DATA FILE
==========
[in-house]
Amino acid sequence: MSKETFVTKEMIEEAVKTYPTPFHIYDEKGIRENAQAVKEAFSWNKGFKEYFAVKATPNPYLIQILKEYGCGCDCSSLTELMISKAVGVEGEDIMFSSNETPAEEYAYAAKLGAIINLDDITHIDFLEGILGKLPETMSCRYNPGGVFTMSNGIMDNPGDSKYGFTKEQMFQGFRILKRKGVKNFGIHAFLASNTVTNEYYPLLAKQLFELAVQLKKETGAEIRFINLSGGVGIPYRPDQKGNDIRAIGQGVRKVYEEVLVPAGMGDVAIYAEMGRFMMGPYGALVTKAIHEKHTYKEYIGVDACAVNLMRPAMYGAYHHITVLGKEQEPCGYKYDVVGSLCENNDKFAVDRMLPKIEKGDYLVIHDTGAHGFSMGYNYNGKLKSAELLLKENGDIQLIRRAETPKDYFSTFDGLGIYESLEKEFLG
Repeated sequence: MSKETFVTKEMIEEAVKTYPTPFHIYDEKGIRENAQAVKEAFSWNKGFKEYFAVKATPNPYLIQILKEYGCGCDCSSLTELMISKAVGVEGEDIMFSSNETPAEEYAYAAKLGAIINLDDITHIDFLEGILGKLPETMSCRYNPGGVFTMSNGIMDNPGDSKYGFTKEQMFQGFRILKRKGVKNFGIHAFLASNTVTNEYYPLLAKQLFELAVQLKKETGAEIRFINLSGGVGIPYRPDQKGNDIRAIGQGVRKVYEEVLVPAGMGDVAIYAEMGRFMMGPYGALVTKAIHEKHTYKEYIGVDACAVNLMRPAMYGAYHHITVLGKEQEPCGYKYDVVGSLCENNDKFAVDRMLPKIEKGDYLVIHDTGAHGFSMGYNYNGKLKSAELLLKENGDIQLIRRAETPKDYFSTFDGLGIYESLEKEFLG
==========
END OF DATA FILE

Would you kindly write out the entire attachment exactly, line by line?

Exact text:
[in-house]
Amino acid sequence: MSKETFVTKEMIEEAVKTYPTPFHIYDEKGIRENAQAVKEAFSWNKGFKEYFAVKATPNPYLIQILKEYGCGCDCSSLTELMISKAVGVEGEDIMFSSNETPAEEYAYAAKLGAIINLDDITHIDFLEGILGKLPETMSCRYNPGGVFTMSNGIMDNPGDSKYGFTKEQMFQGFRILKRKGVKNFGIHAFLASNTVTNEYYPLLAKQLFELAVQLKKETGAEIRFINLSGGVGIPYRPDQKGNDIRAIGQGVRKVYEEVLVPAGMGDVAIYAEMGRFMMGPYGALVTKAIHEKHTYKEYIGVDACAVNLMRPAMYGAYHHITVLGKEQEPCGYKYDVVGSLCENNDKFAVDRMLPKIEKGDYLVIHDTGAHGFSMGYNYNGKLKSAELLLKENGDIQLIRRAETPKDYFSTFDGLGIYESLEKEFLG
Repeated sequence: MSKETFVTKEMIEEAVKTYPTPFHIYDEKGIRENAQAVKEAFSWNKGFKEYFAVKATPNPYLIQILKEYGCGCDCSSLTELMISKAVGVEGEDIMFSSNETPAEEYAYAAKLGAIINLDDITHIDFLEGILGKLPETMSCRYNPGGVFTMSNGIMDNPGDSKYGFTKEQMFQGFRILKRKGVKNFGIHAFLASNTVTNEYYPLLAKQLFELAVQLKKETGAEIRFINLSGGVGIPYRPDQKGNDIRAIGQGVRKVYEEVLVPAGMGDVAIYAEMGRFMMGPYGALVTKAIHEKHTYKEYIGVDACAVNLMRPAMYGAYHHITVLGKEQEPCGYKYDVVGSLCENNDKFAVDRMLPKIEKGDYLVIHDTGAHGFSMGYNYNGKLKSAELLLKENGDIQLIRRAETPKDYFSTFDGLGIYESLEKEFLG